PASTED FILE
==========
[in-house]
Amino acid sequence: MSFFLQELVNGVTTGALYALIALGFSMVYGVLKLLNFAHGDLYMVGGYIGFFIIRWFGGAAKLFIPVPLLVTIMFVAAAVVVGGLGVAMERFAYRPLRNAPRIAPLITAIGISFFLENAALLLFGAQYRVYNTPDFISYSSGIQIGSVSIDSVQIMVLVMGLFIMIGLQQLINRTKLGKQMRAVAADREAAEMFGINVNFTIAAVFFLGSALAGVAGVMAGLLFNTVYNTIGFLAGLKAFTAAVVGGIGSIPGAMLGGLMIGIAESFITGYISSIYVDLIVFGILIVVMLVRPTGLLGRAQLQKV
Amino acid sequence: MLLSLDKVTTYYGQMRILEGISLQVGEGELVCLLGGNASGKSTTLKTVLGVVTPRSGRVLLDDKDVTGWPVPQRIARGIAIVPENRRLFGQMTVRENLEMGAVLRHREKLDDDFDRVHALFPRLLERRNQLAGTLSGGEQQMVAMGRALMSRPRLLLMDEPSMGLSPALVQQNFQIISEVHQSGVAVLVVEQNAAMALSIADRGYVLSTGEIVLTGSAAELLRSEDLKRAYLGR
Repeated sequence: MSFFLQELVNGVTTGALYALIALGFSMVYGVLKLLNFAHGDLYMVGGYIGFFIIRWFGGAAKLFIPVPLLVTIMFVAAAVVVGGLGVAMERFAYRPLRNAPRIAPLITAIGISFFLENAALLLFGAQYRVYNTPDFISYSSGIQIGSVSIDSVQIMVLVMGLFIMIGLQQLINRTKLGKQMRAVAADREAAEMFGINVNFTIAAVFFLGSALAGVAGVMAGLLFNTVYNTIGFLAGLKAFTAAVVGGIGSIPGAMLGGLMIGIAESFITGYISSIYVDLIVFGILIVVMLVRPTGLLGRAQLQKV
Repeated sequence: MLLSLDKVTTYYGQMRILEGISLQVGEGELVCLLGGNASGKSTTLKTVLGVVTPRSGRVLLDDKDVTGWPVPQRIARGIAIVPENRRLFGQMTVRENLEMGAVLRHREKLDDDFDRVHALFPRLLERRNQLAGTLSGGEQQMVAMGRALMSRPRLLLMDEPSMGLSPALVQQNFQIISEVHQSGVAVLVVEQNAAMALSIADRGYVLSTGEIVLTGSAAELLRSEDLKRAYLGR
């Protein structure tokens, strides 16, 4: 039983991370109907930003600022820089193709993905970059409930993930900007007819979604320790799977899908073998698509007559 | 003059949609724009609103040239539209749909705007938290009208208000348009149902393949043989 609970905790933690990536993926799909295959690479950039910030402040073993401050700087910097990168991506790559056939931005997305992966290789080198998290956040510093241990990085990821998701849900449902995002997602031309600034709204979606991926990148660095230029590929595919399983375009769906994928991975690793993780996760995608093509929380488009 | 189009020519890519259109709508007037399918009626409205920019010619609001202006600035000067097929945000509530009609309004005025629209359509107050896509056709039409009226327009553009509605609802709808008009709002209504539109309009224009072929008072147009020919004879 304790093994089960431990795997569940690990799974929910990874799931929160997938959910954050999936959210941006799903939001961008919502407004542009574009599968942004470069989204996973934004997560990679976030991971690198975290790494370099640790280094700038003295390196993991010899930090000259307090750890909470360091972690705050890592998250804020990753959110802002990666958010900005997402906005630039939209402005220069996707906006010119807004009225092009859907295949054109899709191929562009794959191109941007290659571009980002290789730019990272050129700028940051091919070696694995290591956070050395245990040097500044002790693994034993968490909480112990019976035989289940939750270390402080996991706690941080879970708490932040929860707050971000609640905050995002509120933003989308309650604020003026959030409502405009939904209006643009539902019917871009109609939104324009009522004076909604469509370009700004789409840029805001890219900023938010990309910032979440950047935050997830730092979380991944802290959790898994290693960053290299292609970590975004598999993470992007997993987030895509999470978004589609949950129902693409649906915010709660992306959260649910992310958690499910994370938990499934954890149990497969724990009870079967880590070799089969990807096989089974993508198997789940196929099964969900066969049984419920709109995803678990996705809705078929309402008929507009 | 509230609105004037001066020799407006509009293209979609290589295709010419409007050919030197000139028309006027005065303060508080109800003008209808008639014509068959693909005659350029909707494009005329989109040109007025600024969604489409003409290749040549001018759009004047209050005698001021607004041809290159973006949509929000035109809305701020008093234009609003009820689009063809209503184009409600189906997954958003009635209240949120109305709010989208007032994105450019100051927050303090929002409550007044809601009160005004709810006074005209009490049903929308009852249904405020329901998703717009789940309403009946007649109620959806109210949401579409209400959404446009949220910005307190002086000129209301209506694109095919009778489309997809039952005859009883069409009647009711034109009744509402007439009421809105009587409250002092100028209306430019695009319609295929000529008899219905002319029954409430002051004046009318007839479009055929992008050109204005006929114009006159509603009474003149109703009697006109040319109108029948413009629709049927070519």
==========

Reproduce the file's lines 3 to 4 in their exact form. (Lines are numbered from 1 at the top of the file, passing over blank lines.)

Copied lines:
Amino acid sequence: MLLSLDKVTTYYGQMRILEGISLQVGEGELVCLLGGNASGKSTTLKTVLGVVTPRSGRVLLDDKDVTGWPVPQRIARGIAIVPENRRLFGQMTVRENLEMGAVLRHREKLDDDFDRVHALFPRLLERRNQLAGTLSGGEQQMVAMGRALMSRPRLLLMDEPSMGLSPALVQQNFQIISEVHQSGVAVLVVEQNAAMALSIADRGYVLSTGEIVLTGSAAELLRSEDLKRAYLGR
Repeated sequence: MSFFLQELVNGVTTGALYALIALGFSMVYGVLKLLNFAHGDLYMVGGYIGFFIIRWFGGAAKLFIPVPLLVTIMFVAAAVVVGGLGVAMERFAYRPLRNAPRIAPLITAIGISFFLENAALLLFGAQYRVYNTPDFISYSSGIQIGSVSIDSVQIMVLVMGLFIMIGLQQLINRTKLGKQMRAVAADREAAEMFGINVNFTIAAVFFLGSALAGVAGVMAGLLFNTVYNTIGFLAGLKAFTAAVVGGIGSIPGAMLGGLMIGIAESFITGYISSIYVDLIVFGILIVVMLVRPTGLLGRAQLQKV